Diagnosis and Staging of Anal Cancer

Once a diagnosis of cancer is made from any site, one of the first steps done prior to determining how the cancer should be treated is to determine whether it is localized or has metastasized (spread) either to nearby lymph nodes or to distant organs, a process known as staging a cancer.

The size of the tumor is usually measured by DARE. Typically following a diagnosis, patients will have CAT scans of the chest, abdomen, and pelvis to stage their cancer. A CAT scan is a common x-ray procedure that in comparison to common x-rays of bones provides images of the internal organs and other structures such as blood vessels and lymph nodes. Prior to imaging, patients usually drink a barium-like solution to outline the contents of the gastrointestinal tract, barium is also inserted through a tube in the rectum, and contrast dye is injected intravenously to distinguish the vascular structures. This test is commonly done to assess the inguinal and pelvic lymph nodes and presence or absence of distant metastases in the liver and lungs. In some cases, an MRI of the pelvis is done, which is a different type of imaging that uses a large magnetic coil and may be helpful in detecting spread to nearby organs.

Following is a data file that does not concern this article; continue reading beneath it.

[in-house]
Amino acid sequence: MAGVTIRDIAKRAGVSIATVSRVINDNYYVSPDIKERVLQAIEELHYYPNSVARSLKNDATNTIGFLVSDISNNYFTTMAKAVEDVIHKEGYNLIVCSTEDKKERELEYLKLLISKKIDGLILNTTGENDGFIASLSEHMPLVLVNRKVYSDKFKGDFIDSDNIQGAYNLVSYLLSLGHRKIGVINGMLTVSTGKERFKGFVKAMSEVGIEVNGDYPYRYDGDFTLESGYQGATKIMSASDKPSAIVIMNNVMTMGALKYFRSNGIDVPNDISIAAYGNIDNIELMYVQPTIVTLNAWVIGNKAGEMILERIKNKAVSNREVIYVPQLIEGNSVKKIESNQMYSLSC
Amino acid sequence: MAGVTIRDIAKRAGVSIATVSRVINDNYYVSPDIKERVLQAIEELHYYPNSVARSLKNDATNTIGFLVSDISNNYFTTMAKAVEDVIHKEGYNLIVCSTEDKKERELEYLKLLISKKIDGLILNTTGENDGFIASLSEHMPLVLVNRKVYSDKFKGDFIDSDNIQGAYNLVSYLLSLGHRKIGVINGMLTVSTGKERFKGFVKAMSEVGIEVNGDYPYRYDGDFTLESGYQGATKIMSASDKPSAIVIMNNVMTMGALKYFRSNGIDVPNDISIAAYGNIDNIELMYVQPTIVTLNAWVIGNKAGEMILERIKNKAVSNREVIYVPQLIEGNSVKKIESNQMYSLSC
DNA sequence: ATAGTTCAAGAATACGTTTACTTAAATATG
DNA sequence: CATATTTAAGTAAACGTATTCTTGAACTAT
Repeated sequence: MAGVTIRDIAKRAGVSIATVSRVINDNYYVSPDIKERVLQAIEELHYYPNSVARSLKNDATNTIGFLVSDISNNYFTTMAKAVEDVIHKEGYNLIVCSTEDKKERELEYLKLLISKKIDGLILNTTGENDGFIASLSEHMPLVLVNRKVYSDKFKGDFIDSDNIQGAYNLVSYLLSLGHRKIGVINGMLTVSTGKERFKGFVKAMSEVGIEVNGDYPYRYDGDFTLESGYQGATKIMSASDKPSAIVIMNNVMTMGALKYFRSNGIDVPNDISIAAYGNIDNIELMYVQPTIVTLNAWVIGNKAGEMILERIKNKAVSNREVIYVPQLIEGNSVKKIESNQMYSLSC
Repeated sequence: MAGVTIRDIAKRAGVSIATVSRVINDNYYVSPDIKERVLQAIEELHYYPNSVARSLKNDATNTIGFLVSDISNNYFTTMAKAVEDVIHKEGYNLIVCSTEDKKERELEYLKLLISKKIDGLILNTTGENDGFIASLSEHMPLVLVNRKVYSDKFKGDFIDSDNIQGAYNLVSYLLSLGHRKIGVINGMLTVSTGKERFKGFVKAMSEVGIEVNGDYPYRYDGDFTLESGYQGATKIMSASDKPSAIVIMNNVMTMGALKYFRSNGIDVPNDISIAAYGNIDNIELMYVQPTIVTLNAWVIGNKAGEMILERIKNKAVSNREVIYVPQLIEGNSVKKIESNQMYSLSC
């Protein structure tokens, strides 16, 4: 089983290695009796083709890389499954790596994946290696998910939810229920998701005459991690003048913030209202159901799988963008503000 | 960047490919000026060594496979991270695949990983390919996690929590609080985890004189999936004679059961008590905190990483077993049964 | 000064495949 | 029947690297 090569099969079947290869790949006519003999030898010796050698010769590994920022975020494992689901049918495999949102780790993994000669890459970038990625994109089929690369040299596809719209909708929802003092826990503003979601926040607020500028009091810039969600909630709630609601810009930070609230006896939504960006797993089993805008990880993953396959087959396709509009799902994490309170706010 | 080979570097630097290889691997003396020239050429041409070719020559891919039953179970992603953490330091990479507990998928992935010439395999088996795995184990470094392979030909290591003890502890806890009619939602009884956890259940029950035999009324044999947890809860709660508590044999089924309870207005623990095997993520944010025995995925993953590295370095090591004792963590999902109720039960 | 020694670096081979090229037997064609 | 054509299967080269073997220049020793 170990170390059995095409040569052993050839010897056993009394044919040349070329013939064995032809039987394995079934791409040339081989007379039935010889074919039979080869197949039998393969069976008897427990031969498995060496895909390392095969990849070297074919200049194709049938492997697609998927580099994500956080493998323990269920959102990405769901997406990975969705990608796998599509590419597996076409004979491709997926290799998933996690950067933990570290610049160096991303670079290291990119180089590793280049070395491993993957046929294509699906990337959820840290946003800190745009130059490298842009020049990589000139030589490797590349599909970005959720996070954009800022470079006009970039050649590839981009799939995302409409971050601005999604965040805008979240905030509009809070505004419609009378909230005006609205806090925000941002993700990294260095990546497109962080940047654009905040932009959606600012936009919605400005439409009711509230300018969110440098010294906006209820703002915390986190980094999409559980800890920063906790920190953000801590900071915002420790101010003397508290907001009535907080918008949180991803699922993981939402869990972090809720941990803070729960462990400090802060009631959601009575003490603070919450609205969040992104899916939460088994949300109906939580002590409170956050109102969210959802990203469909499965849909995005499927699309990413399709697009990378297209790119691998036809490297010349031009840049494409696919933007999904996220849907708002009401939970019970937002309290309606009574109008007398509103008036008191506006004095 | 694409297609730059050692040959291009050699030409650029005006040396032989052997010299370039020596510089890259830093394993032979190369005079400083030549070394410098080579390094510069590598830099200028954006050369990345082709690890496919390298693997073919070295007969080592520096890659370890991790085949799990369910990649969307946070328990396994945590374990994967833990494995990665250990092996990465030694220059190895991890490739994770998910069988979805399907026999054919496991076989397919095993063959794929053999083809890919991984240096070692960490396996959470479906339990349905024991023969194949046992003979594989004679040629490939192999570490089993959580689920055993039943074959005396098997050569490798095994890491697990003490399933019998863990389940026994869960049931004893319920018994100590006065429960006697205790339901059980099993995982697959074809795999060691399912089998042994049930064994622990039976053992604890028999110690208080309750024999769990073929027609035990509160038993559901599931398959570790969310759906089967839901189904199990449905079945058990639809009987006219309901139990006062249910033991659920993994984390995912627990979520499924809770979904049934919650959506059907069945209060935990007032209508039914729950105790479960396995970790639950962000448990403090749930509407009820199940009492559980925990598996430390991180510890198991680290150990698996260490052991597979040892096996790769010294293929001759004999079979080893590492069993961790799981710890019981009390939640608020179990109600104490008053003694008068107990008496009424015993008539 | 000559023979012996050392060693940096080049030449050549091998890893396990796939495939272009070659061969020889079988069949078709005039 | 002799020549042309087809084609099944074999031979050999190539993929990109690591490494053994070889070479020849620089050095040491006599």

Another test that is becoming more commonly used to stage anal cancers is an endoanal ultrasound. This is a probe approximately the size of an anoscope that can be inserted into the anus and rectum and uses sound waves like SONAR to generate images. It is very sensitive at detecting perirectal lymph nodes and involvement of neighboring organs. Ultrasound also provides a good estimation of the depth of invasion of the tumor, whether it is limited to the submucosa (tissue immediately beneath the lining of the anus) or penetrates the sphincter muscle. A modified staging system based on ultrasound findings has been proposed: a uT1 tumor is confined to the submucosa, a uTa lesion only invades the internal anal sphincter, a uTb lesion invades the external sphincter, a uT3 invades through the sphincter muscles into the perianal tissue, and a uT4 tumor invades neighboring structures.